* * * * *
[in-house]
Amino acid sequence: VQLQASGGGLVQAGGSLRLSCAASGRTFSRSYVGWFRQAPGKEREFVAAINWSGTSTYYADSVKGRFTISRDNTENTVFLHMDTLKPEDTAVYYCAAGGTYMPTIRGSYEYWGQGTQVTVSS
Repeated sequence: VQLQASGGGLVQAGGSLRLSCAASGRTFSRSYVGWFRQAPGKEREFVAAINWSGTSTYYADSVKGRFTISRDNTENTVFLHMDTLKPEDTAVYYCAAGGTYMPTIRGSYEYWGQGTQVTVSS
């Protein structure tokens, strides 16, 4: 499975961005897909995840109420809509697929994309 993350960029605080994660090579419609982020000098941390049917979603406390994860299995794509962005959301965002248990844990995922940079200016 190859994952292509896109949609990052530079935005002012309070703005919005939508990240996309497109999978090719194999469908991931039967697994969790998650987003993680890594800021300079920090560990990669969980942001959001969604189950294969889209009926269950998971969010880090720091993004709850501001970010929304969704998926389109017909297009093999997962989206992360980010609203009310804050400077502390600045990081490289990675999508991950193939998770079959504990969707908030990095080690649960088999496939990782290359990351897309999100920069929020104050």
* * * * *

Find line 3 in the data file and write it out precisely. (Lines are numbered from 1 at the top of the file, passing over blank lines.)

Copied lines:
Repeated sequence: VQLQASGGGLVQAGGSLRLSCAASGRTFSRSYVGWFRQAPGKEREFVAAINWSGTSTYYADSVKGRFTISRDNTENTVFLHMDTLKPEDTAVYYCAAGGTYMPTIRGSYEYWGQGTQVTVSS